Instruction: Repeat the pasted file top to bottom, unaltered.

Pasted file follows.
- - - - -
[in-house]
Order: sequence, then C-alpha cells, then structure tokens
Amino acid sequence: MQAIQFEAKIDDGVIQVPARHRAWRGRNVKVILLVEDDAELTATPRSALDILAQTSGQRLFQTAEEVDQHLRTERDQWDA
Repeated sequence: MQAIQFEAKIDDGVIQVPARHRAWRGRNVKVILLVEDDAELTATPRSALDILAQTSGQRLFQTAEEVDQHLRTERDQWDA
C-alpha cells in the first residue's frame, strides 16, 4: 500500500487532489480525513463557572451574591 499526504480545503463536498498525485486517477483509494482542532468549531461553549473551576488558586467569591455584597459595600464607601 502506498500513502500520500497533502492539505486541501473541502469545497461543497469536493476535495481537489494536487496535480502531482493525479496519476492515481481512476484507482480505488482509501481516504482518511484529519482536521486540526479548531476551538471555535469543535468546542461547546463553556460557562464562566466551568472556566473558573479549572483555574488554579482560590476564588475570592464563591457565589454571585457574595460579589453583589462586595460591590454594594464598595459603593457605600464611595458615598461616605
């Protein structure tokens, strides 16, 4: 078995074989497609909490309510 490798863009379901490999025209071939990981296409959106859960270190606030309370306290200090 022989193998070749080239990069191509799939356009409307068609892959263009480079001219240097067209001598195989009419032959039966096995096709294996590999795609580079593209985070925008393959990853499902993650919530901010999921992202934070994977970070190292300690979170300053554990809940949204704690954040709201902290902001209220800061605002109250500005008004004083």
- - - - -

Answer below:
[in-house]
Order: sequence, then C-alpha cells, then structure tokens
Amino acid sequence: MQAIQFEAKIDDGVIQVPARHRAWRGRNVKVILLVEDDAELTATPRSALDILAQTSGQRLFQTAEEVDQHLRTERDQWDA
Repeated sequence: MQAIQFEAKIDDGVIQVPARHRAWRGRNVKVILLVEDDAELTATPRSALDILAQTSGQRLFQTAEEVDQHLRTERDQWDA
C-alpha cells in the first residue's frame, strides 16, 4: 500500500487532489480525513463557572451574591 499526504480545503463536498498525485486517477483509494482542532468549531461553549473551576488558586467569591455584597459595600464607601 502506498500513502500520500497533502492539505486541501473541502469545497461543497469536493476535495481537489494536487496535480502531482493525479496519476492515481481512476484507482480505488482509501481516504482518511484529519482536521486540526479548531476551538471555535469543535468546542461547546463553556460557562464562566466551568472556566473558573479549572483555574488554579482560590476564588475570592464563591457565589454571585457574595460579589453583589462586595460591590454594594464598595459603593457605600464611595458615598461616605
């Protein structure tokens, strides 16, 4: 078995074989497609909490309510 490798863009379901490999025209071939990981296409959106859960270190606030309370306290200090 022989193998070749080239990069191509799939356009409307068609892959263009480079001219240097067209001598195989009419032959039966096995096709294996590999795609580079593209985070925008393959990853499902993650919530901010999921992202934070994977970070190292300690979170300053554990809940949204704690954040709201902290902001209220800061605002109250500005008004004083």